Oscar night is over, and everyone is basking in the glow of the winners. Or, excuse me, the "recipients" of the Oscars. Not too many years back, the politically-correct police changed the language from "and the winner is" to "and the Oscar goes to" because that made the losers sound less like losers. It's a joke now when someone says, "It's an honor just to be nominated," but I believe that's true. I think it would be unbelievably cool to be nominated, even if you were in the Best Documentary Short category and the bouncers tried to keep you from entering the theater. This week's column is dedicated to the losers that were honored just to be nominated.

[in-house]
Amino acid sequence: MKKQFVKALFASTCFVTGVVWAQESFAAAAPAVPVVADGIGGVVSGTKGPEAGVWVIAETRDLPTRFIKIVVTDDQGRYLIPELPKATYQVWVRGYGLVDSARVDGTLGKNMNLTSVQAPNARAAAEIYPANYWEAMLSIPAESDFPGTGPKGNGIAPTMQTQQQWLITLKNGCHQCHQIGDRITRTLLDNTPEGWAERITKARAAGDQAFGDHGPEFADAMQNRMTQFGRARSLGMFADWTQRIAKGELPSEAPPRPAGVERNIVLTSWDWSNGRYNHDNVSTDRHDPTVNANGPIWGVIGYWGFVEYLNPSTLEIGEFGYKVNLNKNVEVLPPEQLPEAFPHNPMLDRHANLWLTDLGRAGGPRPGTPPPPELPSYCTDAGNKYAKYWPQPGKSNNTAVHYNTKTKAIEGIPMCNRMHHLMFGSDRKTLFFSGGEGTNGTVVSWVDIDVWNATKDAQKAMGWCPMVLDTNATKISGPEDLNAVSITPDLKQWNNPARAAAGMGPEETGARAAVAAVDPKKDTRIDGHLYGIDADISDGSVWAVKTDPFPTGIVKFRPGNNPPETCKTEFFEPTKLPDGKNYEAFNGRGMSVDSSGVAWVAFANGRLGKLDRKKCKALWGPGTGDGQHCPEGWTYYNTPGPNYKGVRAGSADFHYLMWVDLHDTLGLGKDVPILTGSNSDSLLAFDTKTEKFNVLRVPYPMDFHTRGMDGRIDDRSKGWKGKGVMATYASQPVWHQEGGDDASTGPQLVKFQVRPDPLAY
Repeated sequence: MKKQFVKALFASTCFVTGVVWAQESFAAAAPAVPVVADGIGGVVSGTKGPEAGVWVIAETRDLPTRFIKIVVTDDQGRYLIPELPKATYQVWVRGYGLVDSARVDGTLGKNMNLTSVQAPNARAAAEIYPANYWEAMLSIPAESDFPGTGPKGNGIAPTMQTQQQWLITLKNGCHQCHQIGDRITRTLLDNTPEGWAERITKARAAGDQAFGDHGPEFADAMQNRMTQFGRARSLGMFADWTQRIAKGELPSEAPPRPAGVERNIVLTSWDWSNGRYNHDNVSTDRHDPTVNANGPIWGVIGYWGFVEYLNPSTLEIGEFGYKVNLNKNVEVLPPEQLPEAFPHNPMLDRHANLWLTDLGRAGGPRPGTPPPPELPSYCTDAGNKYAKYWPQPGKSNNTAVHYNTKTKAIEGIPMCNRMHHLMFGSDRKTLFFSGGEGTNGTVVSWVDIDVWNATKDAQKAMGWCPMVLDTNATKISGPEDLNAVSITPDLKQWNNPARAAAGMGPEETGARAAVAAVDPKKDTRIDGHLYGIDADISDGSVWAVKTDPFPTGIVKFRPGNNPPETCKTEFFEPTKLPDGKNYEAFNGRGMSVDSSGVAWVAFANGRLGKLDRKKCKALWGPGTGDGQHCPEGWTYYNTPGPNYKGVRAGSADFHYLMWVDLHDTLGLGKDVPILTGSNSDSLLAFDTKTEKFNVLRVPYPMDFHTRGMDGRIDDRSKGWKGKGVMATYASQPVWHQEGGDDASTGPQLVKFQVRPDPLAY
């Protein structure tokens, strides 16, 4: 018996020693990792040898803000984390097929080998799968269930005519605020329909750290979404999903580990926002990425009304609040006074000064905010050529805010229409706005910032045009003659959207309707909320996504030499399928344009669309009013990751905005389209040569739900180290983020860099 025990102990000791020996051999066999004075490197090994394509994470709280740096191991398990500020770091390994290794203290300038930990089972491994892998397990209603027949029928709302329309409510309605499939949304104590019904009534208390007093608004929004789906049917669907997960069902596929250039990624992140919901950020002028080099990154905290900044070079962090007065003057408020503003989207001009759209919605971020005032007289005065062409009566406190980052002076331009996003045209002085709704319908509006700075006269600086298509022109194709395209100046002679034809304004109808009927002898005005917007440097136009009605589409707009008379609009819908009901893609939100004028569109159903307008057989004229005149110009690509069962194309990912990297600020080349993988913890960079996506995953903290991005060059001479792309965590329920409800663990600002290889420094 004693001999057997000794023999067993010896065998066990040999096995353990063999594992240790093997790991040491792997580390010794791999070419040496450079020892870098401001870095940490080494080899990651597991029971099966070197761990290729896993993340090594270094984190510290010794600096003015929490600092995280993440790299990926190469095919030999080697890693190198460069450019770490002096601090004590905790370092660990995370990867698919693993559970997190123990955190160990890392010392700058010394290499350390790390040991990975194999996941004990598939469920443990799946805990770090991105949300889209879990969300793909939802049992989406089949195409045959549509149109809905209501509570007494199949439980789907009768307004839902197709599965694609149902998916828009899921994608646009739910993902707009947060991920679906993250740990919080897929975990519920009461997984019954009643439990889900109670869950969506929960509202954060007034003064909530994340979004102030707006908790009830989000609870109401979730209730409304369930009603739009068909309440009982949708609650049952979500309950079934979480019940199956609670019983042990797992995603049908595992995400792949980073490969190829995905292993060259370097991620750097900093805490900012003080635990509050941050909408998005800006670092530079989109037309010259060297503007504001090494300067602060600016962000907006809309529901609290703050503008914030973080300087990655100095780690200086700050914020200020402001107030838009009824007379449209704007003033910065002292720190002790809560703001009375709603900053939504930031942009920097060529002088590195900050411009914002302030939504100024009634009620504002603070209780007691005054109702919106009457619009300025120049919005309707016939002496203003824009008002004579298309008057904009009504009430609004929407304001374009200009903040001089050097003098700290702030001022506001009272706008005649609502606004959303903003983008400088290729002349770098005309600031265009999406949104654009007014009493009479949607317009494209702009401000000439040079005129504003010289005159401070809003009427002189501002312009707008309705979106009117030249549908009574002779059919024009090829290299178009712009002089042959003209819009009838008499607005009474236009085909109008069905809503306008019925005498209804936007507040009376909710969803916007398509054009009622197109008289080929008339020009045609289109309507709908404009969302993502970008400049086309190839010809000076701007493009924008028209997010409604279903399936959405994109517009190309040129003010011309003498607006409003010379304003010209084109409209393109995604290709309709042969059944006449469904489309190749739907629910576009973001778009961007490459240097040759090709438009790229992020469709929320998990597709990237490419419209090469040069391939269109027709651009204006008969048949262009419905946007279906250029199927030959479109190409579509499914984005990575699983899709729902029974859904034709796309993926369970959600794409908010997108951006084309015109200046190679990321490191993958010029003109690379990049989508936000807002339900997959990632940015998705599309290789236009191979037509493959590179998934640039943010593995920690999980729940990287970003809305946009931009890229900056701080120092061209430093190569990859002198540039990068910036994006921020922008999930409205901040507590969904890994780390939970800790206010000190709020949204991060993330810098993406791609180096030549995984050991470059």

My favorite film of the year, The Assassination of Jesse James by the Coward Robert Ford, which is gone from theaters and available on DVD, received two nominations and lost both, which I expected. But this is a film that, like Anthony Mann's The Naked Spur and many other Westerns, will grow in stature despite its lack of Oscars. The year's other big Western, 3:10 to Yuma, also lost its twin nominations, but will probably endure as long as there remains a small, dedicated audience for Western adventures. On the other hand, I find that very few films in the "disease of the week" genre have much life after the Oscars. But The Diving Bell and the Butterfly (161 screens) will be different, for two reasons: 1) it was actually really, very good, and 2) it didn't win anything.